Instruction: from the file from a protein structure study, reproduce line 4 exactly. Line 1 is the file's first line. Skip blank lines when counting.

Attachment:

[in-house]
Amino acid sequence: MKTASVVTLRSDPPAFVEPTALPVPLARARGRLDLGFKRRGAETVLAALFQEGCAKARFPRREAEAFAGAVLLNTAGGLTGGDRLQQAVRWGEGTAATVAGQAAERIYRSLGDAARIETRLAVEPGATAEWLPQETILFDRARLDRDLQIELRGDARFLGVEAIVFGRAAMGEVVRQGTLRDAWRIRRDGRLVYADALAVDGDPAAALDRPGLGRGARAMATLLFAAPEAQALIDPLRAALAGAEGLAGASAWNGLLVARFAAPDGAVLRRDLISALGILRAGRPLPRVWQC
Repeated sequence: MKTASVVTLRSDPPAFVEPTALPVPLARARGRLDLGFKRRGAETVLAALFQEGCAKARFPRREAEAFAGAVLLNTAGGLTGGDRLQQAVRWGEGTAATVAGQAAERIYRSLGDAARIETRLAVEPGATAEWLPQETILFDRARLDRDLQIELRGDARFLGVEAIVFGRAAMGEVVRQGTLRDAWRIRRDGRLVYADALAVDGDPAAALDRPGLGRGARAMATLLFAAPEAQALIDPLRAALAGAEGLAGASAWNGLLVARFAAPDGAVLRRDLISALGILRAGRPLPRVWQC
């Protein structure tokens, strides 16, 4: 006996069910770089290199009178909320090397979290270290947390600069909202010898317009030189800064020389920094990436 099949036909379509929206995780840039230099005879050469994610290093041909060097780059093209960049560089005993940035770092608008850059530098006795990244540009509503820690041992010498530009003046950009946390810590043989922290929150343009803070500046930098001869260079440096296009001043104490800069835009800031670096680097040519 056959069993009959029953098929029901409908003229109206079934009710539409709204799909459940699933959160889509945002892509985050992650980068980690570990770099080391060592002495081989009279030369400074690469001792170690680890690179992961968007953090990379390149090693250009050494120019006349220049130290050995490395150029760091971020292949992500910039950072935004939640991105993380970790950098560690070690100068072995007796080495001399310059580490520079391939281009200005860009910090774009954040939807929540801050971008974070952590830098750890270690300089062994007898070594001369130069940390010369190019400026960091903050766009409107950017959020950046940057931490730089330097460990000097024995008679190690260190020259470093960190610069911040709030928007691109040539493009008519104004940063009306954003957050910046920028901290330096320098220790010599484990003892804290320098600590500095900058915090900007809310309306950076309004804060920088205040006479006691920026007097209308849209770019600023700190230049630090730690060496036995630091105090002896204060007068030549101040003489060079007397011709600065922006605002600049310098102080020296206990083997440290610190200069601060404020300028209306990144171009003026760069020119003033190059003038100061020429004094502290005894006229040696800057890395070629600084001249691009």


């Protein structure tokens, strides 16, 4: 006996069910770089290199009178909320090397979290270290947390600069909202010898317009030189800064020389920094990436 099949036909379509929206995780840039230099005879050469994610290093041909060097780059093209960049560089005993940035770092608008850059530098006795990244540009509503820690041992010498530009003046950009946390810590043989922290929150343009803070500046930098001869260079440096296009001043104490800069835009800031670096680097040519 056959069993009959029953098929029901409908003229109206079934009710539409709204799909459940699933959160889509945002892509985050992650980068980690570990770099080391060592002495081989009279030369400074690469001792170690680890690179992961968007953090990379390149090693250009050494120019006349220049130290050995490395150029760091971020292949992500910039950072935004939640991105993380970790950098560690070690100068072995007796080495001399310059580490520079391939281009200005860009910090774009954040939807929540801050971008974070952590830098750890270690300089062994007898070594001369130069940390010369190019400026960091903050766009409107950017959020950046940057931490730089330097460990000097024995008679190690260190020259470093960190610069911040709030928007691109040539493009008519104004940063009306954003957050910046920028901290330096320098220790010599484990003892804290320098600590500095900058915090900007809310309306950076309004804060920088205040006479006691920026007097209308849209770019600023700190230049630090730690060496036995630091105090002896204060007068030549101040003489060079007397011709600065922006605002600049310098102080020296206990083997440290610190200069601060404020300028209306990144171009003026760069020119003033190059003038100061020429004094502290005894006229040696800057890395070629600084001249691009």